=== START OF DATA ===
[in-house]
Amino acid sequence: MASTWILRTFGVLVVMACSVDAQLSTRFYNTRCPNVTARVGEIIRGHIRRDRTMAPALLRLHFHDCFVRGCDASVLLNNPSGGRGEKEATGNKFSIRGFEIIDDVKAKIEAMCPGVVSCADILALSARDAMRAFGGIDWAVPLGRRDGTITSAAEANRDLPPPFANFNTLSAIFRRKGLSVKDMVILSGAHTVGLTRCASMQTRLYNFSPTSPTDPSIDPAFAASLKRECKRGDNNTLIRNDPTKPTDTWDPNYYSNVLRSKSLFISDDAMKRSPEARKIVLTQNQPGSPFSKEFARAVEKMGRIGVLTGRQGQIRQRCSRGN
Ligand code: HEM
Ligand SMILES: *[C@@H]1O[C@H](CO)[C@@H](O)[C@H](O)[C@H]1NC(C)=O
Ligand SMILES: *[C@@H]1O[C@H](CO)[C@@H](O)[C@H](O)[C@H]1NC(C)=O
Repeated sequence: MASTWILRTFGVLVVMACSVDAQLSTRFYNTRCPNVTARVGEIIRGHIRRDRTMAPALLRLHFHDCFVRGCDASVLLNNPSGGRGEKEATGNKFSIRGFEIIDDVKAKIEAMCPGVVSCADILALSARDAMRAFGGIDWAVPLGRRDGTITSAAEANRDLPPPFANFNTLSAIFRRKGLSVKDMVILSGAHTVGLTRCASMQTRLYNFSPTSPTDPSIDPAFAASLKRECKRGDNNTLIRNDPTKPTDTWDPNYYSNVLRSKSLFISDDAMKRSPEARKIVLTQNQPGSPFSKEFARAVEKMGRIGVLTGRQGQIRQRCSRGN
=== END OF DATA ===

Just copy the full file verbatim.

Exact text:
[in-house]
Amino acid sequence: MASTWILRTFGVLVVMACSVDAQLSTRFYNTRCPNVTARVGEIIRGHIRRDRTMAPALLRLHFHDCFVRGCDASVLLNNPSGGRGEKEATGNKFSIRGFEIIDDVKAKIEAMCPGVVSCADILALSARDAMRAFGGIDWAVPLGRRDGTITSAAEANRDLPPPFANFNTLSAIFRRKGLSVKDMVILSGAHTVGLTRCASMQTRLYNFSPTSPTDPSIDPAFAASLKRECKRGDNNTLIRNDPTKPTDTWDPNYYSNVLRSKSLFISDDAMKRSPEARKIVLTQNQPGSPFSKEFARAVEKMGRIGVLTGRQGQIRQRCSRGN
Ligand code: HEM
Ligand SMILES: *[C@@H]1O[C@H](CO)[C@@H](O)[C@H](O)[C@H]1NC(C)=O
Ligand SMILES: *[C@@H]1O[C@H](CO)[C@@H](O)[C@H](O)[C@H]1NC(C)=O
Repeated sequence: MASTWILRTFGVLVVMACSVDAQLSTRFYNTRCPNVTARVGEIIRGHIRRDRTMAPALLRLHFHDCFVRGCDASVLLNNPSGGRGEKEATGNKFSIRGFEIIDDVKAKIEAMCPGVVSCADILALSARDAMRAFGGIDWAVPLGRRDGTITSAAEANRDLPPPFANFNTLSAIFRRKGLSVKDMVILSGAHTVGLTRCASMQTRLYNFSPTSPTDPSIDPAFAASLKRECKRGDNNTLIRNDPTKPTDTWDPNYYSNVLRSKSLFISDDAMKRSPEARKIVLTQNQPGSPFSKEFARAVEKMGRIGVLTGRQGQIRQRCSRGN